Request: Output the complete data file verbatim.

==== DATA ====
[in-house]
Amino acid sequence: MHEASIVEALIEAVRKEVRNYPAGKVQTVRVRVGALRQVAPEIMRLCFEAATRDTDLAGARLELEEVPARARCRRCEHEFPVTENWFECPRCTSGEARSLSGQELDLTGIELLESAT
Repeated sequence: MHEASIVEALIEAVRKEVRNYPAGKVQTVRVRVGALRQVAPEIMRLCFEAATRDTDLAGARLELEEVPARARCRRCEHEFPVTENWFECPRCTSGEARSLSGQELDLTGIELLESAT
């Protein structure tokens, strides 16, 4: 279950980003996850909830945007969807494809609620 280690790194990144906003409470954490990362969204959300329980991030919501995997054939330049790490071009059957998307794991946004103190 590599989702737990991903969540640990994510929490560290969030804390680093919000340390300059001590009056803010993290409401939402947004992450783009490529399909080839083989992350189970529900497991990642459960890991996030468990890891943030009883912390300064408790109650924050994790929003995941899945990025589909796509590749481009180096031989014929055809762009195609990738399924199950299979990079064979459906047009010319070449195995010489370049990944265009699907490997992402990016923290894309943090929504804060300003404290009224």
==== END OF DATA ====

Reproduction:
[in-house]
Amino acid sequence: MHEASIVEALIEAVRKEVRNYPAGKVQTVRVRVGALRQVAPEIMRLCFEAATRDTDLAGARLELEEVPARARCRRCEHEFPVTENWFECPRCTSGEARSLSGQELDLTGIELLESAT
Repeated sequence: MHEASIVEALIEAVRKEVRNYPAGKVQTVRVRVGALRQVAPEIMRLCFEAATRDTDLAGARLELEEVPARARCRRCEHEFPVTENWFECPRCTSGEARSLSGQELDLTGIELLESAT
């Protein structure tokens, strides 16, 4: 279950980003996850909830945007969807494809609620 280690790194990144906003409470954490990362969204959300329980991030919501995997054939330049790490071009059957998307794991946004103190 590599989702737990991903969540640990994510929490560290969030804390680093919000340390300059001590009056803010993290409401939402947004992450783009490529399909080839083989992350189970529900497991990642459960890991996030468990890891943030009883912390300064408790109650924050994790929003995941899945990025589909796509590749481009180096031989014929055809762009195609990738399924199950299979990079064979459906047009010319070449195995010489370049990944265009699907490997992402990016923290894309943090929504804060300003404290009224």